Coffee and fruit farmers as well as the smaller timber growers are also being thrown off their properties. Many millions of dollars worth of assets and lifetimes of work and dedication swept away by the stroke of a pen backed up by the threat of violence. What do they think they are doing we ask? We see derelict farms all over the country. A friend who lost his farm in 2003, not a big place - just 280 hectares with a beautiful home and fully developed lands with fruit orchards, nut trees and sugar cane - 100 per cent modern drip irrigation all automatically controlled by computers. Packing sheds, heavy-duty equipment and pumps for irrigation. Taken over at the height of the season, the fruit was picked and sold locally instead of in export markets, the sugar died and now the place is totally derelict - the trees dead and the homes abandoned. Some of his staff still squat on the farm - perhaps hoping that the season will change.

What was the purpose of this - just a racially inspired cleansing exercise, a mock battle with the victors taking the loot as reward? Did they really think that the thugs could take over a sophisticated operation like that and make it work?

So we slide into abject failure and devastation. Lawlessness and looting the only activity that thrives. Cut off from the lifeblood of the rural economy, the urban economy shrivels and is dying. Factories close and the staff return home with the only hope being flight to South Africa, or Zambia, or anywhere else.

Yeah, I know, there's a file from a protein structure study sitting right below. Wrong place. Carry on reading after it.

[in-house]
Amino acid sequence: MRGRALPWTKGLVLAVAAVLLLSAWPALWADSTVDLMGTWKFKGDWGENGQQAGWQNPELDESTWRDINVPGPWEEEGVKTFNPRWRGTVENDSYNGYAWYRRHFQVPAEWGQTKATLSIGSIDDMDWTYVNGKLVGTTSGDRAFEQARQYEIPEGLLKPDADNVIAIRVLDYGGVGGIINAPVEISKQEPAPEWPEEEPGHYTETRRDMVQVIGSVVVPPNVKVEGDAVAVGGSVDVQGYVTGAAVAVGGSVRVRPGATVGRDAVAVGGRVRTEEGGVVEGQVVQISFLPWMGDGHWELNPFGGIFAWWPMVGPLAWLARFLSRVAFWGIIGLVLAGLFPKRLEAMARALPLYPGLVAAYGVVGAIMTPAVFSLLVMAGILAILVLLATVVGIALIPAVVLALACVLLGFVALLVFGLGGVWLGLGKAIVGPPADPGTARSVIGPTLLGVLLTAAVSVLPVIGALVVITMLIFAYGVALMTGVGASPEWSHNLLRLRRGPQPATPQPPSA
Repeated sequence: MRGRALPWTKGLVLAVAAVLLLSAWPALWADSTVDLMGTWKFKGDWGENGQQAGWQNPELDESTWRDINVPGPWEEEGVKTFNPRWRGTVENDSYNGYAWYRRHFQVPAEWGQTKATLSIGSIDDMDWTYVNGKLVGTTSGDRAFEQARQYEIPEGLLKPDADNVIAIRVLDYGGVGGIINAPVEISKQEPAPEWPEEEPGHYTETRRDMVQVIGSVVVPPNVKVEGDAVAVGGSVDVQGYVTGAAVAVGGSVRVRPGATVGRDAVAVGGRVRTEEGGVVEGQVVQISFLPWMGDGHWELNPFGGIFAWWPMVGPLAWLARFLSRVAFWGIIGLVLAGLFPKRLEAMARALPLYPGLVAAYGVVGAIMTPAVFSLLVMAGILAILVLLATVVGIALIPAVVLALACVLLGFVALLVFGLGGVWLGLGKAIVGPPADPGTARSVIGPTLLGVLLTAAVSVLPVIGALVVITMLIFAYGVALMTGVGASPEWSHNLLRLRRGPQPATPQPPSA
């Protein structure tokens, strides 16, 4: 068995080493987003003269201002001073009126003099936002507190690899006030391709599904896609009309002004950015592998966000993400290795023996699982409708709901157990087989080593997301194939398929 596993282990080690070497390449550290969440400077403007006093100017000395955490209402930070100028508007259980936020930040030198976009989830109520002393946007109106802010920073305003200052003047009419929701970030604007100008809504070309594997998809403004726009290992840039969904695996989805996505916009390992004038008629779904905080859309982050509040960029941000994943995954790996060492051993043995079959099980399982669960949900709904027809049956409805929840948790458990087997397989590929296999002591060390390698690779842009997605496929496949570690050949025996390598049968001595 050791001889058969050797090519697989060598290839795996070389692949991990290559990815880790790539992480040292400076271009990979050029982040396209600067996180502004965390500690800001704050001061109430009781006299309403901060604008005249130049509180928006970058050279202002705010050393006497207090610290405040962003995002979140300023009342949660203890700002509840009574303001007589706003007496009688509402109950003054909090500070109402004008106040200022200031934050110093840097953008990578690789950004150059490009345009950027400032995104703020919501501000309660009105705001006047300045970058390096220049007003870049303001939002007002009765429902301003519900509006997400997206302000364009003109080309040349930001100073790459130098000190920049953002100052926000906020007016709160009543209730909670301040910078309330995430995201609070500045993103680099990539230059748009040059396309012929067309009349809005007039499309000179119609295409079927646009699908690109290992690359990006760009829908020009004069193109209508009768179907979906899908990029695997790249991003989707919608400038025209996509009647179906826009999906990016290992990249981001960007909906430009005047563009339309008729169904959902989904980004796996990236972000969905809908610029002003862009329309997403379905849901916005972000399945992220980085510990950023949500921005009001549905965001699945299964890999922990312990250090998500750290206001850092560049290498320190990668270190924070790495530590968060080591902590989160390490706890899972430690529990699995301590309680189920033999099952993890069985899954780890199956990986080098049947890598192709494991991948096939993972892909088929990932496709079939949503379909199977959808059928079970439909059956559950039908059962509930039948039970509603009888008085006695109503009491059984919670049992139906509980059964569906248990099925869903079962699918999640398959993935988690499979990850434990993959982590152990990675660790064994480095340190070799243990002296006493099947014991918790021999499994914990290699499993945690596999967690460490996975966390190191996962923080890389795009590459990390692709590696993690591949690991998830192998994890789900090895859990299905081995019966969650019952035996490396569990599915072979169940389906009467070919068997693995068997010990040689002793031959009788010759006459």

In the midst of this the Church leadership has suddenly woken up and discovered that the place is a mess and that the people they are supposed to shepherd are destitute, homeless and hungry. They have produced a document they call "the Zimbabwe We All Want" and claim it is a call to unite behind a common vision of where we are going and what we want the place to look like.

It is a useful document - but plays lip service to the fundamentals. It is just not enough. This collection of nut cases and evil pirates that have brought this country to its knees simply has to go. No compromise. They are incapable of delivering anything more than misery to the people of this country. They have no ideas, no principles and no vision except the one that sees them with their snouts in the trough and their bums protected by their neighbors and the security services.

That is always the great mistake of tyrants such as those who control this country today - they think they are here forever, that spring and the new rains will not come and wash the country clean. There they are wrong - eventually they will go the way of all the others and make way for a new start in Zimbabwe.

When that happens we all need to know that to take advantage of the summer rains, the abundance that follows the arrival of our wet season, you have to be here - you have to have either stuck it out through the winter or flown back in the spring. It does not look like it at this point in time - but the rains are coming. I attended a business meeting in Harare last week and was deeply moved by the determination of nearly all the senior managers and operators to keep their operations open and running and doing so to an international standard - life boats of excellence in a sea of disaster.

To me those are the equivalents of the spring flowers in the bushveld. When you visit the Hide at Hwange, or one of the 5 Star hotels at the Falls or you stay at one our many excellent private lodges - enjoy these spring flowers and pray that they presage a new start - for all of us.

Eddie Cross
Bulawayo, 2 November 2006